Monday, January 15, 2024

Pro Tip: Skies are a source of light

Skies are a major source of light, and they should generally be painted lighter than they appear.

A wash of very light, cool, color is often enough to convey the feeling of a blue sky. Any small form that is seen against a bright sky should also be painted or drawn lighter than it appears. You see this effect a lot in photos, especially old photos, where tree branches and wires and poles gradually become lighter and melt into the bright sky. To achieve this effect in a watercolor painting, I establish a light “ghost wash” across the whole sky and then carefully lighten the values of all forms intersecting the sky, keeping those forms in the same cool family as the sky. In the painting below, I use blue-gray watercolor pencils for drawing such forms.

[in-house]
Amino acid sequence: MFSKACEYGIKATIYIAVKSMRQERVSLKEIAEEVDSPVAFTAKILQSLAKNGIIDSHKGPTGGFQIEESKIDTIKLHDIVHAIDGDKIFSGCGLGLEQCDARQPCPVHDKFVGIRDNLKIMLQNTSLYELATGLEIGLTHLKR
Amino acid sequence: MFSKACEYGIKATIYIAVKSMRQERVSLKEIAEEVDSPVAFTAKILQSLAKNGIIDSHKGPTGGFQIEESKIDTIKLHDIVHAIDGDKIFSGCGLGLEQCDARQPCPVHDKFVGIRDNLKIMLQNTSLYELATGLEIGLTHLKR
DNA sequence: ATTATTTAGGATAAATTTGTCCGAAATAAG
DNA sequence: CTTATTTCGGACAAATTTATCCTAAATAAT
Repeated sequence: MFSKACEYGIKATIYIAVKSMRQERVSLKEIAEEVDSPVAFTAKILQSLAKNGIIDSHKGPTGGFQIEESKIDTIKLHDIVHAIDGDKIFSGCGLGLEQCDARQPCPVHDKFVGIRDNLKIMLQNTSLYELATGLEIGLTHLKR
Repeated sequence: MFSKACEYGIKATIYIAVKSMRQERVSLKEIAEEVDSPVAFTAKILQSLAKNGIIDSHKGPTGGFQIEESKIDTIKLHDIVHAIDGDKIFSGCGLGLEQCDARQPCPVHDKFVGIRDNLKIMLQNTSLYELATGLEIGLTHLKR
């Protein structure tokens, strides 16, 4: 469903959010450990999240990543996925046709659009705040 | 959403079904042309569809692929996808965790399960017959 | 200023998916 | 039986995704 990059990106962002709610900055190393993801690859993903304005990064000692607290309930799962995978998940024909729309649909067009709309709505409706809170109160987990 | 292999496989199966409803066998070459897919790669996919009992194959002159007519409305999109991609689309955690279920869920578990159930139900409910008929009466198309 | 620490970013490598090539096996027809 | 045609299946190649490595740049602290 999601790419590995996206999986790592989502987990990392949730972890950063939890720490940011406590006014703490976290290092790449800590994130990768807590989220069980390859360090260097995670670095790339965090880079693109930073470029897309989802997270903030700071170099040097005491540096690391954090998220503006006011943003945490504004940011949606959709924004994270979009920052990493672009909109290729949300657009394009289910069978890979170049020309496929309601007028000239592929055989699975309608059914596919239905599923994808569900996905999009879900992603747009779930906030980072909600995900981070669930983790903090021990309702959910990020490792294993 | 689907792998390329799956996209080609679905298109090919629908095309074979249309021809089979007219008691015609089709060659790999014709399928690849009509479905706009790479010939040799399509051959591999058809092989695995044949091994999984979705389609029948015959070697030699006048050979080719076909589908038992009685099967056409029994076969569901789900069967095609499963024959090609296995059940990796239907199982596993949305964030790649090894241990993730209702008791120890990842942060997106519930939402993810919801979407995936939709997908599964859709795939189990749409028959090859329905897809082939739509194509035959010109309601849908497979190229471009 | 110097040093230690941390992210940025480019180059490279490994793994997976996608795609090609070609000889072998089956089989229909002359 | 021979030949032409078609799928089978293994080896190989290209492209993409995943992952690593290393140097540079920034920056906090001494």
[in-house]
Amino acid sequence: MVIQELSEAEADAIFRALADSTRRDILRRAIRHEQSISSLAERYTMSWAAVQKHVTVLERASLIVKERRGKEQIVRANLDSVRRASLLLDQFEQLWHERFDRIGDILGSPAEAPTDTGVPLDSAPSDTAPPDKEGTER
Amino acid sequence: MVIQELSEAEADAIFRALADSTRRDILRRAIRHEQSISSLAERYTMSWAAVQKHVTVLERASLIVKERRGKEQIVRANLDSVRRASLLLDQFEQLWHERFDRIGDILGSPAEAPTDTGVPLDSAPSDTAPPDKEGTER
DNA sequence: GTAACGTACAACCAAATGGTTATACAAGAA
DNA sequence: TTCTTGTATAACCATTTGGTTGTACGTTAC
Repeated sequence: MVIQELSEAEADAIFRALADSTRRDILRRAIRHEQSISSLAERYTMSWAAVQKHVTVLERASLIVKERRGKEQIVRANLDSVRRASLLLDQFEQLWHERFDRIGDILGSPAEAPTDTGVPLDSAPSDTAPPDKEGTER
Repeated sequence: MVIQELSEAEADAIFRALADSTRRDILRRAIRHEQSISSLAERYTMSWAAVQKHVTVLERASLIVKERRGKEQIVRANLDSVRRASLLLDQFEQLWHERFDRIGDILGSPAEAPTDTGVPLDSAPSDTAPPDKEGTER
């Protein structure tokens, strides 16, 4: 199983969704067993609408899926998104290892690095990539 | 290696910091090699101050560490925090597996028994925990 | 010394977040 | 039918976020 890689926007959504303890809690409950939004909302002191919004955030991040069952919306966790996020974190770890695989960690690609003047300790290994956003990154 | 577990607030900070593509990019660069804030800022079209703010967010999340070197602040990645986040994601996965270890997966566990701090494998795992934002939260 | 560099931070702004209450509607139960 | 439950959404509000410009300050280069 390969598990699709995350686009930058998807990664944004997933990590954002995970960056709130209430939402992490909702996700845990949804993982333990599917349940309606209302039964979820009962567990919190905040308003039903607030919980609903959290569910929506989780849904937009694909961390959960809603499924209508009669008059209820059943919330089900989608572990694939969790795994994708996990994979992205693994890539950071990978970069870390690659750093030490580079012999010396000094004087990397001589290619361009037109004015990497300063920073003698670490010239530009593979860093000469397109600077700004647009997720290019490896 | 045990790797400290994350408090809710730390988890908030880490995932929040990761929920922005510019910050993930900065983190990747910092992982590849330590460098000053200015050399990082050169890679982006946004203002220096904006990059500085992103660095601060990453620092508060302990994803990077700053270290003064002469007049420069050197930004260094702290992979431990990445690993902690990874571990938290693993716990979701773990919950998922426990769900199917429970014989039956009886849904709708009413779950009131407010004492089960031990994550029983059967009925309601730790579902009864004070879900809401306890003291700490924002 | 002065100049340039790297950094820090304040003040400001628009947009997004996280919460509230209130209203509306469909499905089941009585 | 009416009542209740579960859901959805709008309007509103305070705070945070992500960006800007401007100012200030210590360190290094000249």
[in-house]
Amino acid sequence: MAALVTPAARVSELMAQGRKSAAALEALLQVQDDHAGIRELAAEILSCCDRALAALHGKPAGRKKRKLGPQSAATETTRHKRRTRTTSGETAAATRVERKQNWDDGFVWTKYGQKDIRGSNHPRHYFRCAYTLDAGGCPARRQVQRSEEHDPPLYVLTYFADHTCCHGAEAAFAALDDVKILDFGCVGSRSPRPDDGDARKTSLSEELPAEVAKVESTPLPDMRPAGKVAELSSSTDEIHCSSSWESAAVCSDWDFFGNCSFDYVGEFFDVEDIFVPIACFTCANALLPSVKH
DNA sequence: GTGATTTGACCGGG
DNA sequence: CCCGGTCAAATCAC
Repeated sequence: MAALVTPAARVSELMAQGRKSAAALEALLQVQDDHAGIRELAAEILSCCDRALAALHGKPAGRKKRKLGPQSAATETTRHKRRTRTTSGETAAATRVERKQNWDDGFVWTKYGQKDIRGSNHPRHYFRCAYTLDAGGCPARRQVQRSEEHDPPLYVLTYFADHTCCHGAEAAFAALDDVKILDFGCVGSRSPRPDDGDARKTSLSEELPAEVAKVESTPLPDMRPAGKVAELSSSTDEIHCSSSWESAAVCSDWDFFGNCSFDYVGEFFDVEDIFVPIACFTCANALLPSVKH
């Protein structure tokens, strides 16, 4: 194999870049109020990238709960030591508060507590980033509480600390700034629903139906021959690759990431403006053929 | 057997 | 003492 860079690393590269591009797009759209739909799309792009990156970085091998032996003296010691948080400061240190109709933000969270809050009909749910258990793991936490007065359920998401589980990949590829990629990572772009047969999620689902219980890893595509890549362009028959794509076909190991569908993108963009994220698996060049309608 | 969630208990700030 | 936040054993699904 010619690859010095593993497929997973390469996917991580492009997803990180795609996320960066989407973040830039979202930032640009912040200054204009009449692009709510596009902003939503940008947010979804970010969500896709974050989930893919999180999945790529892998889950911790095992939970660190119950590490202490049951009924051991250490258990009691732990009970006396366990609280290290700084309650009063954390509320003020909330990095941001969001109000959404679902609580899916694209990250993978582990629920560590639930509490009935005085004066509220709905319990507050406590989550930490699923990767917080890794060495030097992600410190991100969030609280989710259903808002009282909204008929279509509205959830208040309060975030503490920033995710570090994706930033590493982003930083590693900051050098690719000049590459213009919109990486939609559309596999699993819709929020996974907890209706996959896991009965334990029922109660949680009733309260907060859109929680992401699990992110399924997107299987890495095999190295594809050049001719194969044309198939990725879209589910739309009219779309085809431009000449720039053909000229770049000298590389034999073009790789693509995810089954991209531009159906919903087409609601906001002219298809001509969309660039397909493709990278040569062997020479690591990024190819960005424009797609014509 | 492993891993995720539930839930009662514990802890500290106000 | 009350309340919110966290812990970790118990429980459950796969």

1 comment:

  1. How true! I never thought of this before, yet it makes a lot of sense. We might expect a realistic painting to resemble a photograph. Photography (whether analog or digital) has nowhere near the dynamic range of the human eye's logarithmic response. Thus, the sky often appears nearly white in photographs, and might appear the same in a painting. In fact, a darker color in either one often indicates that a storm is coming. I also like the wooden pole getting lighter as you go up.


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